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Cenotaph Stories

  • Māori Mobilisation: Wartime, Peacetime, Covid-19-time

    Dr Aroha Harris
    University of Auckland, History Department

    Historically, major crises – whether war or disease – that took and disrupted far too many lives also generated unreservedly Māori responses, often paying attention to whānau and community health and wellbeing. Dr Aroha Harris ponders iwi Māori capacity to mobilise throughout the 20th and 21st Century.

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  • Reflections from Māhia

    Jason Renes
    Contemporary Reflections Grant Recipient

    The link between Rongomaiwahine’s fight against COVID-19 and my whanaunga’s World War 1 experience is how the memory of loss leads to the protection of whakapapa. In this piece Jason Renes explores his whānau biography and the memory of loss.

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  • Samuel Frank Noon

    Madison Pine
    Collection Technician, Online Cenotaph

    Samuel Frank Noon, was a Malaya and Thailand Veteran, he was devoted to the Veteran community and played a significant role helping to organise the Auckland War Memorial Museum Anzac Day ceremony. In March 2019, Madison Pine spoke to Eileen Noon about her beloved husband Sam.

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  • Ngāpuhi Nursing Sisters

    By Ella Johnson
    Collection Technician, Research Support

    Find out more about the Ngāpuhi Nursing Sisters, who organised themselves using the military ranks and traditions of the New Zealand Army to contribute to New Zealand's War effort during the South African War of 1899 - 1902.

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  • Wiremu Paora

    Lance Corporal Wiremu Paora (Ngāti Whātua) served in the First World War as part of the Pioneer Māori Battalion. He was injured in the battle of the Somme.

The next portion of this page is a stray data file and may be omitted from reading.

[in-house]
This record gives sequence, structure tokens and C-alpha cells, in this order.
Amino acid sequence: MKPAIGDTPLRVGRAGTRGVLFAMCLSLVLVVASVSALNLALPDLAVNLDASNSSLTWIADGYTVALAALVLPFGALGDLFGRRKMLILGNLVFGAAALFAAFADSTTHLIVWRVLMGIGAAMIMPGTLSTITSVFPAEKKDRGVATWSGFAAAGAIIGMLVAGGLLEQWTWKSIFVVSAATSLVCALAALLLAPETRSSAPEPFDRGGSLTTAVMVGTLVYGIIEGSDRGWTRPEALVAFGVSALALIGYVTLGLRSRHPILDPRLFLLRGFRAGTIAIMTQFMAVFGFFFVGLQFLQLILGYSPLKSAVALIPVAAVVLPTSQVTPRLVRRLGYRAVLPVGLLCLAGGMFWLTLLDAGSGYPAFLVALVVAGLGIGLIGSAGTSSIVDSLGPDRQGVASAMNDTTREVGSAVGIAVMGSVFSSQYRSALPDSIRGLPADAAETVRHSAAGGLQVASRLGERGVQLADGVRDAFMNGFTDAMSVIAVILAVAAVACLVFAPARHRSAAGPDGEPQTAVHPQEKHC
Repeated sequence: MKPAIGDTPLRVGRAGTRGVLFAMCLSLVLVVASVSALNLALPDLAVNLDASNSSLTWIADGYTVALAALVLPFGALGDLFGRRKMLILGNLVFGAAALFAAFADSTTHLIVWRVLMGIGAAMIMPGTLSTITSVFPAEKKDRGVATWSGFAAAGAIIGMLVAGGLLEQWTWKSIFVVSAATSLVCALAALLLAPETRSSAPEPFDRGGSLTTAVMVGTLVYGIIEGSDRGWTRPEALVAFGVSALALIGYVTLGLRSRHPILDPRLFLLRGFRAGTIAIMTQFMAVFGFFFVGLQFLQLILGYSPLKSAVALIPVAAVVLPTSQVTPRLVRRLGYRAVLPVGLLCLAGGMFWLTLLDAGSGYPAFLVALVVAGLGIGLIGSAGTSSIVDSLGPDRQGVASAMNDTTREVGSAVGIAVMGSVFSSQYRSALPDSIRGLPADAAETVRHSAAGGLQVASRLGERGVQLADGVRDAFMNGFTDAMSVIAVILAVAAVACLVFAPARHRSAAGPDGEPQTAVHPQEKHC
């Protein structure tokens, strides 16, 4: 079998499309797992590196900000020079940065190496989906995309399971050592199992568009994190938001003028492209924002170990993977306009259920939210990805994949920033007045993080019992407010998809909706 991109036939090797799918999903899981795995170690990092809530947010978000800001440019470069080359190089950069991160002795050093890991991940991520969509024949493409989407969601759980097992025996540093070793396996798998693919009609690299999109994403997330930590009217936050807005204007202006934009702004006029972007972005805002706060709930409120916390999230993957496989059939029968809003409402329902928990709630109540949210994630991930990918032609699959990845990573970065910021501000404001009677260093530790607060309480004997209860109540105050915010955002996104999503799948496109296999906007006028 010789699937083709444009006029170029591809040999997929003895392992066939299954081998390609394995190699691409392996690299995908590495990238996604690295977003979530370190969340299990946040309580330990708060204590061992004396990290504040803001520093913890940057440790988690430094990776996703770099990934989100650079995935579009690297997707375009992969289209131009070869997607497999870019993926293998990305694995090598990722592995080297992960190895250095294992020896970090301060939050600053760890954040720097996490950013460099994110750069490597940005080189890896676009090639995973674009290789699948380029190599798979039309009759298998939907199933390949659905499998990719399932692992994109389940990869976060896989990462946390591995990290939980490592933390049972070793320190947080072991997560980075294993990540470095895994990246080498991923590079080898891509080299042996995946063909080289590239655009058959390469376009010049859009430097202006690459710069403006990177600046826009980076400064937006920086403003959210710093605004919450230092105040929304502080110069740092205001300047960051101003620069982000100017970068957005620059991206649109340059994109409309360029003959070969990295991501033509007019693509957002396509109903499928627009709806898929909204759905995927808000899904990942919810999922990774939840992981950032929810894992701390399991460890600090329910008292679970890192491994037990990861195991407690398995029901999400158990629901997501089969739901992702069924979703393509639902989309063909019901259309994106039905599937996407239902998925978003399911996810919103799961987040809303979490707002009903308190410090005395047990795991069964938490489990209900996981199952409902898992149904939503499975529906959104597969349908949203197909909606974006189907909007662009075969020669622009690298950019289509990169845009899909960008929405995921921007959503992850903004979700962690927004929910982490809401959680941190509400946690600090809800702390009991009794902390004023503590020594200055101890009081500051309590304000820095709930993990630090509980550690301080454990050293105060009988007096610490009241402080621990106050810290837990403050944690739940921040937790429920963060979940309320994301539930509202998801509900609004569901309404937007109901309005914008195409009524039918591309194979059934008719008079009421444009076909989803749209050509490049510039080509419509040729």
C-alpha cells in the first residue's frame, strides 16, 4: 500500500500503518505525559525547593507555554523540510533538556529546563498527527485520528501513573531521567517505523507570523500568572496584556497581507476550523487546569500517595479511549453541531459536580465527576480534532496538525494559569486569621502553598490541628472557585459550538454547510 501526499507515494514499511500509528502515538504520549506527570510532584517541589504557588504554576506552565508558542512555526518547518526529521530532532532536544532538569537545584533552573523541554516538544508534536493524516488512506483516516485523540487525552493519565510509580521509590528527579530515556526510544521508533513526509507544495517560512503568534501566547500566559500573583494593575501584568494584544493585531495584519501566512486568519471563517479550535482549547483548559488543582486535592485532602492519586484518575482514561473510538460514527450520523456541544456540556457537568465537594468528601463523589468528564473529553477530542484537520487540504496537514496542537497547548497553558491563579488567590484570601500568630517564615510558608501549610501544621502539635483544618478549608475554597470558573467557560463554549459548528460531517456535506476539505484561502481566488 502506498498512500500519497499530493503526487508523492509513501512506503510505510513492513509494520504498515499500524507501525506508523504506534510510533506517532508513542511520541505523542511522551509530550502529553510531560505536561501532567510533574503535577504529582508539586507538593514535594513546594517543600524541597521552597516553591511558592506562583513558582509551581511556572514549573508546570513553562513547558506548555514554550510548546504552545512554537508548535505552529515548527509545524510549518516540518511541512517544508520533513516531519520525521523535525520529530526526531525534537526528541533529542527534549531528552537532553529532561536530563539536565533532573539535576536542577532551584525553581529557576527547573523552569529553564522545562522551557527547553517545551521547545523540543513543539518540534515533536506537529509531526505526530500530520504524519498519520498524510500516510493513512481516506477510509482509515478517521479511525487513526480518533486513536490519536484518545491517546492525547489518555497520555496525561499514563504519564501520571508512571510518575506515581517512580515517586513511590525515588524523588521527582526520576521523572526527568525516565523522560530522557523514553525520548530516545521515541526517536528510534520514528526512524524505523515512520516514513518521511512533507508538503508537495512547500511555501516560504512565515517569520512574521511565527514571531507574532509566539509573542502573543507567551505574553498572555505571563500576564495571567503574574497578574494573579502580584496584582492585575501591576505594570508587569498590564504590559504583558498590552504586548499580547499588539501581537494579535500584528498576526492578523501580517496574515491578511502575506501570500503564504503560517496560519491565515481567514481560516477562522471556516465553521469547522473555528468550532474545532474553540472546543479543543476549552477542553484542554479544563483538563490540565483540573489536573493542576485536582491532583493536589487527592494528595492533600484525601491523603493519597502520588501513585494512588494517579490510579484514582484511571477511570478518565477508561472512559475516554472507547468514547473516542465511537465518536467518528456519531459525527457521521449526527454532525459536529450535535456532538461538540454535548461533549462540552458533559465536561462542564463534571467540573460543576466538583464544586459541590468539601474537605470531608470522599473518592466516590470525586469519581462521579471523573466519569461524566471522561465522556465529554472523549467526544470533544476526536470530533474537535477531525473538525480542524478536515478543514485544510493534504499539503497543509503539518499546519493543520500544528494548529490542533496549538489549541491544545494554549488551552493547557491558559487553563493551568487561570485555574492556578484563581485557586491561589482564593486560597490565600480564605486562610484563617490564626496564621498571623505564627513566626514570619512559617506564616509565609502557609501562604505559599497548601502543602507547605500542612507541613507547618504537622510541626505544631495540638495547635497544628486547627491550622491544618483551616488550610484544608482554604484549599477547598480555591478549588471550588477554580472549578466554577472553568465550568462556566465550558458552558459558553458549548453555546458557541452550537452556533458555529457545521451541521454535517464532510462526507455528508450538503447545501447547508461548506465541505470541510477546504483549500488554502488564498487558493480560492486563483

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  • Stuart Alexander Maireriki Campbell

    Much of what we know about Stuart Campbell comes from his brother's stories and poetry. Ella Johnson draws together the threads from these sources to write a history of her Great Uncle's military service.

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  • Harry Dansey

    Harry was nearly 40 years old when war broke out in 1914 but he nevertheless volunteered with the second draft of the Maori Contingent. Read about his wartime experiences.

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  • Leading the 28 Māori Battalion: Lieutenant Colonel Frederick Baker

    Lieutenant Colonel Frederick Baker could be considered an ideal soldier - skilled in strategy, he was a courageous and a “worthy commander” who led his troops with courage and mana.

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  • Private Te Kuru and the Pioneers

    Private Te Kuru served in the "Pioneers", an important battalion which prepared battlefields for infantry and artillery. Piki carried out this dangerous work at the Western Front in the latter part of the First World War. Explore more of Piki's story.

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  • Te Rangiataahua Kiniwe Royal

    Te Rangiataahua Kiniwe Royal (Ngāti Ruakawa, Ngāti Tamaterā) fought in both the First and Second World Wars. He was Major in command of the 28th Māori Battalion's B Company when he was injured near Gazala in Libya.

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